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It's hard to imagine how anyone even remotely aware of SOA could be classified as a `dummy'. But, looked at another way, this book's title `SOA for Dummies' makes perfect sense. The authors - all from the consulting firm Hurwitz and Associates - strongly believe that SOA has the makings of one of those disruptive new technologies that have a way of sweeping quite suddenly into the broader market and abruptly upsetting the established order. If that turns out to be true, then at this moment we are all probably dummies about SOA and its future impact, and we better read this book right away.
But what makes SOA such a big deal? After all, the authors freely admit that the commercial SOA industry is just in its early stages. At the same time, however, they contend that SOA is important because it directly addresses one of the biggest problems that companies have today - how to make their computing environment nimble enough to keep up with the fast-changing needs of today's frenetically globalizing business environment.
Once upon a time, Hurwitz reminds us, your company's computers probably sat in a protected white room, serving a few privileged users inside your own enterprise. Those users were supported by a set of custom-built software applications sporting ugly, hard-to-use, text-based `green screens'. Each such application lived in its own little world or `silo', often hosted on its own mainframe partition or even a special set of hardware.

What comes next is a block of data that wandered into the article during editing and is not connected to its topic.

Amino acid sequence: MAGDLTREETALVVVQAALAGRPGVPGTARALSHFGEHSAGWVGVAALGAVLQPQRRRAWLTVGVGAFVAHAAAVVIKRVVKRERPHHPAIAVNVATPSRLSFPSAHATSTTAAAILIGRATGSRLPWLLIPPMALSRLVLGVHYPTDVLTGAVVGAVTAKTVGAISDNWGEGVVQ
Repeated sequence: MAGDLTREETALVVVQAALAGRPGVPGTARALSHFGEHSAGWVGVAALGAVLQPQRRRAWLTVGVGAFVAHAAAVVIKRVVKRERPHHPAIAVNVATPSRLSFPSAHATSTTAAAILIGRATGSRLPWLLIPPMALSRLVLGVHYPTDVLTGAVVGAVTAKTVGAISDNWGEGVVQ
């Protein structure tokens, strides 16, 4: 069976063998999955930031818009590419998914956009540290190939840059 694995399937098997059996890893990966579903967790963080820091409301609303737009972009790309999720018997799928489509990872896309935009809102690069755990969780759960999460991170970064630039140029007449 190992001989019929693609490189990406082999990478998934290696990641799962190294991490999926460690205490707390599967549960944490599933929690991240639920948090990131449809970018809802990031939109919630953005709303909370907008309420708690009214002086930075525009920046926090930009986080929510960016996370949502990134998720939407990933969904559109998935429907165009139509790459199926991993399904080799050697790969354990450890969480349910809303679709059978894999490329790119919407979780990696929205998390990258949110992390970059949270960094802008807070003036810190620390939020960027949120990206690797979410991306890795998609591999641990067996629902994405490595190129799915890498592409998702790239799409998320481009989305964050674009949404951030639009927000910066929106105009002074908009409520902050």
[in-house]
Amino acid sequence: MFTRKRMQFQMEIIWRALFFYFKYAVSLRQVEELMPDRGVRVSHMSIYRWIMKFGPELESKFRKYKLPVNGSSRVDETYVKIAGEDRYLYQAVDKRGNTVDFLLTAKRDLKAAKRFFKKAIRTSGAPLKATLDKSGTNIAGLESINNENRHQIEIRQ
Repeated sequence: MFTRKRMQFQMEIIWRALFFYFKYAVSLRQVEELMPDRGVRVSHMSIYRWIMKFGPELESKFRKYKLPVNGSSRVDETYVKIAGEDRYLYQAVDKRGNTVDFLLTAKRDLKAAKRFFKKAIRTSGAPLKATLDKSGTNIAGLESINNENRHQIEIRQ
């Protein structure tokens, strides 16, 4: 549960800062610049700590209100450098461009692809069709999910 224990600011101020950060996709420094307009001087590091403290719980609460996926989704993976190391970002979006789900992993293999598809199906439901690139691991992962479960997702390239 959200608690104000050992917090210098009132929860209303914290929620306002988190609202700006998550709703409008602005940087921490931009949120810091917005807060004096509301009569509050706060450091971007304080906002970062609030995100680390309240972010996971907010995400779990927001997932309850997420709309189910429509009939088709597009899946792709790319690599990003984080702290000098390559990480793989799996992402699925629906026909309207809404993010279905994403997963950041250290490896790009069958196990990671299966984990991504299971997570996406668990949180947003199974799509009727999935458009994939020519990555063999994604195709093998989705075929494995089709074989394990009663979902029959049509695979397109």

Maintaining and updating these applications was a major chore, and exchanging information among the various silos was a daunting task. Mergers and acquisitions compounded the problem, creating a veritable tower of techno-babble. As for opening those applications up to outside users, this was virtually unheard of and, as yet, thankfully uncalled for.
Fast-forward just a few years to our current Internet era. Your company's whole computing environment is now just a small fishing boat bobbing around in the enormous virtual, global computing sea called the Internet. Your outside users, particularly your on-line customers and partners, now probably rate a higher priority than your inside users, and they are almost certainly more diverse and numerous. Moreover, they expect to see a graphically attractive, client-centric view of your enterprise using a universal standard interface - the Web-enabled browser. What's a poor CIO to do?
Understandably, it is taking a while for most organizations to catch up. The big problem is not so much cranking out new Web-enabled applications. The real problem is breaking apart those old siloed applications, which unfortunately contain most of the critical data and business logic that the fancy new applications need to function. But building custom bridges between all the new applications and all the old ones they need just creates an even worse development and maintenance nightmare, as many organizations are now learning the hard way.